The challenge is so great that some of us go on hoping against hope… we have to find him, we are so absorbed in the search. The very search is so intriguing, so mysterious, so enchanting, that God has become almost an excuse — the search has become itself the goal.
And to our surprise, one day we reached a house in a faraway star with a small sign in front of it, saying, “This is the house of God.” Our joy knew no bounds — so finally we have arrived! I rushed up the steps, many steps, that led to the door of the house. But as I was coming closer and closer to the door, a fear suddenly appeared in my heart. As I was going to knock, I became paralyzed with a fear that I had never known, never thought of, never dreamt of. The fear was:
If this house is certainly the house of God, then what will I do after I have found him?”
Now searching for God has become my very life; to have found him will be equivalent to committing suicide. And what am I going to do with him? I had never thought of all these things before. I should have thought before I started the search: what am I going to do with God?
I took my shoes in my hands, and ilently and very slowly stepped back, afraid that God may hear the noise and may open the door and say, “Where are you going? I am here, come in!” And as I reached the steps, I ran away as I have never run before; and since then I have been again searching for God, looking for him in every direction — and avoiding the house where he really lives. Now I know that house has to be avoided. And I continue the search, enjoy the very journey, the pilgrimage.


A man went to a barbershop to have his hair cut and his beard trimmed. As the barber began to work, they began to have a good conversation and talked about so many things and various subjects. When they eventually touched on the subject of God, the barber said: “I don’t believe that God exists.”

“Why do you say that?” asked the customer.

“Well, you just have to go out in the street to realize that God doesn’t exist. Tell me, if God exists, would there be so many sick people? Would there be abandoned children? If God existed, there would be neither suffering nor pain. I can’t imagine a loving God who would allow all of these things.”

The customer thought for a moment, but didn’t respond because he didn’t want to start an argument. The barber finished his job and the customer left the shop. Just after he left the barbershop, he saw a man in the street with long, stringy, dirty hair and an untrimmed beard. He looked dirty and unkempt. The customer turned back and entered the barber shop again and he said to the barber: “You know what? Barbers do not exist.”

“How can you say that?” asked the surprised barber.

“I am here, and I am a barber. And I just worked on you!”

“No!” the customer exclaimed. “Barbers don’t exist because if they did, there would be no people with dirty long hair and untrimmed beards, like that man outside.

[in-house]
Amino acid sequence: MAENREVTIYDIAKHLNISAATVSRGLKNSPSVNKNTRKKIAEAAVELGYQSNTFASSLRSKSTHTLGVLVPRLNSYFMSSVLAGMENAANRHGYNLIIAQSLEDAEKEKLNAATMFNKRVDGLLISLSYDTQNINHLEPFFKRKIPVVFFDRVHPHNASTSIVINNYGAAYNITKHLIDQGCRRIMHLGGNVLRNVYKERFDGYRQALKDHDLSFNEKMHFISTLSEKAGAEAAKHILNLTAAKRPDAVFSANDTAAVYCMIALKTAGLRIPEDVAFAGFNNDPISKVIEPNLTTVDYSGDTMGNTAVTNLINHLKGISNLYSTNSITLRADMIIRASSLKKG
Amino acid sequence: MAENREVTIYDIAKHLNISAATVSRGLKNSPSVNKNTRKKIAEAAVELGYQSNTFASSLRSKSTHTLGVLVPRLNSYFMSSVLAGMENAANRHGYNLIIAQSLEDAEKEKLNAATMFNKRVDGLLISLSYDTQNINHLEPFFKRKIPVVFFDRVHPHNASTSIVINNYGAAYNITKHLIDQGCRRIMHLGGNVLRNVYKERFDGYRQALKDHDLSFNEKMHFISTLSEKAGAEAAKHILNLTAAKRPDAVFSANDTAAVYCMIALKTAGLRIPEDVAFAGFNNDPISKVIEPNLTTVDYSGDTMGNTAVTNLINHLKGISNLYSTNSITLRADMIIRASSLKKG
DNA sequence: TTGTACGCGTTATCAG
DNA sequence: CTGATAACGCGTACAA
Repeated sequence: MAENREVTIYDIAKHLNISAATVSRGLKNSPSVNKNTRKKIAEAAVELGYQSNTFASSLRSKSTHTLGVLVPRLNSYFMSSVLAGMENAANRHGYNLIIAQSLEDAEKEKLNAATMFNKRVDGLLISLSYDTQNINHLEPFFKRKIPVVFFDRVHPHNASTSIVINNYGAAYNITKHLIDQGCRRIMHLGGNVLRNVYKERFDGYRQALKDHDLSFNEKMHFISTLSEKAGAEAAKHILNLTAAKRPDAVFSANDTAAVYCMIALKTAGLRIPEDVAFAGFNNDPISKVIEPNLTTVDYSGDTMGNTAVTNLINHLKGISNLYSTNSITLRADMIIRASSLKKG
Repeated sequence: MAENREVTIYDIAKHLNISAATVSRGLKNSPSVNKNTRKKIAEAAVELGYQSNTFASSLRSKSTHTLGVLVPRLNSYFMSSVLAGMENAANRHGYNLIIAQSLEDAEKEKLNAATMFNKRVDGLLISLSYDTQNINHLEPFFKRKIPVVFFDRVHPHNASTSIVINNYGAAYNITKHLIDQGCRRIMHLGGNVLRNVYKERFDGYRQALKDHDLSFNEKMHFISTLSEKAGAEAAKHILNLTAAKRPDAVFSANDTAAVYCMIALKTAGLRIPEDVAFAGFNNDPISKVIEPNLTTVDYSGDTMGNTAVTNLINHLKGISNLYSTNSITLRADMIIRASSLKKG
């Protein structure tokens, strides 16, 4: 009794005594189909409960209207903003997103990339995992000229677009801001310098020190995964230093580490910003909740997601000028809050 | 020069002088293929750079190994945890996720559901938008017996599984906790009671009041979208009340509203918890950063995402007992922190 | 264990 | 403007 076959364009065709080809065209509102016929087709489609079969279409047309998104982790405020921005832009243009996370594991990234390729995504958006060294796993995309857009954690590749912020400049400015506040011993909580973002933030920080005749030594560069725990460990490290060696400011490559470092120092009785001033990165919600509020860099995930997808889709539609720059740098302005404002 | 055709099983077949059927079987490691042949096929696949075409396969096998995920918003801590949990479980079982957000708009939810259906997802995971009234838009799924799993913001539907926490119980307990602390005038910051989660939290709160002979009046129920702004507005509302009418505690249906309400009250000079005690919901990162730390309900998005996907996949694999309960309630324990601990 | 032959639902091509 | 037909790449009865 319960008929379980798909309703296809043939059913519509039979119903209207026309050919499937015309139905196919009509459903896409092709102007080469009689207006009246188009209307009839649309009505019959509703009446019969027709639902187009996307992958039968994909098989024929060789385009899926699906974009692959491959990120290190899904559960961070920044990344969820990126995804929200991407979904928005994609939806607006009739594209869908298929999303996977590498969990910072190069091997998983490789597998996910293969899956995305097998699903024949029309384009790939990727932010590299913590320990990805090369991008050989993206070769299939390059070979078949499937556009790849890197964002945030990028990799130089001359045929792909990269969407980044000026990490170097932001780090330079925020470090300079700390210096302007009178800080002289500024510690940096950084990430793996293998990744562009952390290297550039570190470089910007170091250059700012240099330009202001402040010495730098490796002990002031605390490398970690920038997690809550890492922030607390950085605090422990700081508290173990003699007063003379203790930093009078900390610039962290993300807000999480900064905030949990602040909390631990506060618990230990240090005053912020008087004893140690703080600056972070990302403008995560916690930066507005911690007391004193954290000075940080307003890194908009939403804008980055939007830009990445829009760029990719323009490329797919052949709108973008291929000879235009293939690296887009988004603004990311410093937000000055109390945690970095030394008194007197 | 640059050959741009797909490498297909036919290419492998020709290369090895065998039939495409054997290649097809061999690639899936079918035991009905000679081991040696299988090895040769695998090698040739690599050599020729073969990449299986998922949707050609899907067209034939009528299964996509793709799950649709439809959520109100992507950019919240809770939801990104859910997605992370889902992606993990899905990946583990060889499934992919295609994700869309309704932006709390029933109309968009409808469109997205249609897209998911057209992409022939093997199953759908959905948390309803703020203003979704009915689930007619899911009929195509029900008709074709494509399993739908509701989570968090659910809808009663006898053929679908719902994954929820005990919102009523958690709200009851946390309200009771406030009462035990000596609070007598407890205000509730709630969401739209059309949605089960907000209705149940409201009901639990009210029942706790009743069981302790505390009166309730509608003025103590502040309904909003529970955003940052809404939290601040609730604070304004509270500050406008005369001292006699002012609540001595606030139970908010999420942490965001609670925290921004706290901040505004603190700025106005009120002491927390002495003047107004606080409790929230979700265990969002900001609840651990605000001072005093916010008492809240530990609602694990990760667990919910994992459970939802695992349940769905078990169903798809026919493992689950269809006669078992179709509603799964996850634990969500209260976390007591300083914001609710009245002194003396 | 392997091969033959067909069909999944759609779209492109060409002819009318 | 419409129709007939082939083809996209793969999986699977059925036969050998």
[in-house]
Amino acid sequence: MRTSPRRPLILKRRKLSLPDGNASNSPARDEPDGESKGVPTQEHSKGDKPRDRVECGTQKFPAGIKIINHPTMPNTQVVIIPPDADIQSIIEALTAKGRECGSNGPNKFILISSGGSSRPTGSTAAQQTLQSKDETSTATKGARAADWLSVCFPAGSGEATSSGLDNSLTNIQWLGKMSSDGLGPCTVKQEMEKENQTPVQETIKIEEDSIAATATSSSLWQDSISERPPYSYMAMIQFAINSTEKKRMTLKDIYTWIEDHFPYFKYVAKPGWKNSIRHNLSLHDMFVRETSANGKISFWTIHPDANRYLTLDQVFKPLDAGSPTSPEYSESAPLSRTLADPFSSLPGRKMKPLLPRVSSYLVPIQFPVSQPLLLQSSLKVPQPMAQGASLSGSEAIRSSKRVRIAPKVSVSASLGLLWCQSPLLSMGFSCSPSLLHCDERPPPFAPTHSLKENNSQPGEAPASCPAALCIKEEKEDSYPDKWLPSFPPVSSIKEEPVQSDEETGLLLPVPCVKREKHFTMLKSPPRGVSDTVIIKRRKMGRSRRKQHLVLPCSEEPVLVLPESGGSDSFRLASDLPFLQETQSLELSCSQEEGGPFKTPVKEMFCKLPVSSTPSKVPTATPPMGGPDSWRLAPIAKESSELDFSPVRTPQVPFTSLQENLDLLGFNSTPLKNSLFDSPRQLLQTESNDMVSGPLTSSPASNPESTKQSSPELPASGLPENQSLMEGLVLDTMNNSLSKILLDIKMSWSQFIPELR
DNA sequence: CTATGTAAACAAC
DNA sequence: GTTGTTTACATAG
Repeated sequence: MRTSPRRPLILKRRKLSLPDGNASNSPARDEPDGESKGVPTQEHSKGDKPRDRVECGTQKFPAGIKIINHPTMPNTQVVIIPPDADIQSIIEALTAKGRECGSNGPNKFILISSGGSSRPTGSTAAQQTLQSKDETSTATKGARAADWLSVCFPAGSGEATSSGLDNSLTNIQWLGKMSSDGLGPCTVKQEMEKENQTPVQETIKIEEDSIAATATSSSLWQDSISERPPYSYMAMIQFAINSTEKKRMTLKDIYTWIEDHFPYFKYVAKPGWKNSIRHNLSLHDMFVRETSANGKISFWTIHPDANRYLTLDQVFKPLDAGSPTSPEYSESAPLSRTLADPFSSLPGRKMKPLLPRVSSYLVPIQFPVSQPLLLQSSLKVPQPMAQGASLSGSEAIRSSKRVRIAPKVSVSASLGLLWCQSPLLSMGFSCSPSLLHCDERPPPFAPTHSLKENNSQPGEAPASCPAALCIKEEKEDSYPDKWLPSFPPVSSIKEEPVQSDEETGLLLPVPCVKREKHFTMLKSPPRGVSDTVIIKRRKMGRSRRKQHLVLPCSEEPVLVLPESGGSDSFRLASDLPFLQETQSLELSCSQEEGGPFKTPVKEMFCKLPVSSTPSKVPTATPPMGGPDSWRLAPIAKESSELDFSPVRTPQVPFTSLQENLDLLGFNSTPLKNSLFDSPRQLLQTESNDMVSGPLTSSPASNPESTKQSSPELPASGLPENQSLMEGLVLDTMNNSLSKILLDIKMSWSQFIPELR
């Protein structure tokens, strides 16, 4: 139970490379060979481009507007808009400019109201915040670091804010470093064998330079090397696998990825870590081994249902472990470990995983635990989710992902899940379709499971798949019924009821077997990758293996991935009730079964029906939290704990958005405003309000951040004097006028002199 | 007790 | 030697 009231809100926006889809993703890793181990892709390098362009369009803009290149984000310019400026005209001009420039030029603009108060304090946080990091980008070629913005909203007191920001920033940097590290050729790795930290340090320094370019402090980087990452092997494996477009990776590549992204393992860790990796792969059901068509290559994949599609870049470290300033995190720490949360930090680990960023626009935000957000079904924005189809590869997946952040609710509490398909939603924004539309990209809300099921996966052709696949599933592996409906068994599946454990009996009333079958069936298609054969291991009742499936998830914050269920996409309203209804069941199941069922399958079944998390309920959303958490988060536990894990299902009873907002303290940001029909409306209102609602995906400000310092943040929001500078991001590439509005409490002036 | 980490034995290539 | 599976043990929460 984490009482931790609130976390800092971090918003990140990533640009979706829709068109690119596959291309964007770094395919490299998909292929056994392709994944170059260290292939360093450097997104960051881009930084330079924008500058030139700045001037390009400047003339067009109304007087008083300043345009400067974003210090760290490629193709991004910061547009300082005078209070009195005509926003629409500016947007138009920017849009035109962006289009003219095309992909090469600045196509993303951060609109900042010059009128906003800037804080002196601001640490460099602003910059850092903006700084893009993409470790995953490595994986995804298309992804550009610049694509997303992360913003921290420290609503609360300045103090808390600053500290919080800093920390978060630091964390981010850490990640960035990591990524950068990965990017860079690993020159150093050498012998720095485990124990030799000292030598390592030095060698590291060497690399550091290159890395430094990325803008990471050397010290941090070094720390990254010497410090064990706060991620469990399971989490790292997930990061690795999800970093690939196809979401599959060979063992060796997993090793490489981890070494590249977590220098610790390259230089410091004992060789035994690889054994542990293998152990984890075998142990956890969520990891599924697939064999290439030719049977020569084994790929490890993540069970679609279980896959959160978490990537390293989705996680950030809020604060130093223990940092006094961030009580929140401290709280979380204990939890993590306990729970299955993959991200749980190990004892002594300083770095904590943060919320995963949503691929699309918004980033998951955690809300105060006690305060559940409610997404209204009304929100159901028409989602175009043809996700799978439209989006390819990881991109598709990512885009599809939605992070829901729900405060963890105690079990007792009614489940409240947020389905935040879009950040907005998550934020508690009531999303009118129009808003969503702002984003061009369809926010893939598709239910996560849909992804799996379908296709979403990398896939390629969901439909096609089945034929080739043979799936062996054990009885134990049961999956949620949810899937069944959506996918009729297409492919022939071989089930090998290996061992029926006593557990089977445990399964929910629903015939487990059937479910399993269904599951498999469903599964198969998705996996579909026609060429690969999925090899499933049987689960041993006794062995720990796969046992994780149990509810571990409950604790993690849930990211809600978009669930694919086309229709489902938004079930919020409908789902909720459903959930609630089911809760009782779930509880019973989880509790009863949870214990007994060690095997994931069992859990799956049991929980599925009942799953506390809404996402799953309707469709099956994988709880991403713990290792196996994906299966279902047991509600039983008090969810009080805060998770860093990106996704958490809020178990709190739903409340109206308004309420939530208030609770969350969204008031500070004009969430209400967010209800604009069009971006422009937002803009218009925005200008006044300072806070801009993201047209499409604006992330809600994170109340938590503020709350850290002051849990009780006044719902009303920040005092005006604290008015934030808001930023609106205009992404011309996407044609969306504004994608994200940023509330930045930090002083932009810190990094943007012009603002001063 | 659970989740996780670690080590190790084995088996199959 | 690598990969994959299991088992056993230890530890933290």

“Ah, but barbers DO exist! That’s what happens when people do not come to me.”

“Exactly!” affirmed the customer. “That’s the point! God, too, DOES exist! Because people do not look to God for help is why there’s so much pain and suffering in the world.”


To my dearest family, some things I’d like to say, But first of all to let you know that I arrived okay.

I’m writing this from Heaven, where I dwell with God above, Where there are no tears or sadness, there is just eternal Love.

Please do not be unhappy, just because I’m out of sight, Remember that I’m with you, every morning, noon and night.

That day I had to leave you, when my life on earth was through, God picked me up and hugged me, and said, ” I welcome you”.

“It’s good to have you back again.

You were missed while you were gone.

As for your dearest family, they’ll be here later on.

I need you here so badly as part of my big plan. There’s so much that we have to do, to help our mortal man”.

Then God gave me a list of things he wished for me to do. And foremost on that list of mine, is to watch and care for you.

I will be beside you, every day of the week and year, And when you’re sad I’m standing there, to wipe away the tear.

And when you lie in bed at night, the day’s chores put to flight, God and I are closest to you in the middle of the night.

When you think of my life on Earth, and all those loving years, Because you’re only human, there’s bound to be some tears.

One thing is for certain, though my life on Earth is over, I am closer to you now than I ever was before.

And to my many friends, trust God knows what is best. I am not far away from you, I’m just beyond the crest.

There are rocky roads ahead for you and many hills to climb, Together we can do it, taking one day at a time.

It was my philosophy and please I’d like for you, To give unto the world, so the world will give to you.

If you can help someone who’s in sorrow or in pain, Then you can say to God at night, my day was not in vain.

And now I am contented that my life it was worthwhile, Knowing as I passed along the way, I made somebody smile.

When you’re walking down the street and I am on your mind, I’m walking in your footsteps, only half a step behind.

And when you feel a gentle breeze of wind upon your face, That’s me giving you a great big hug, or just a s oft embrace.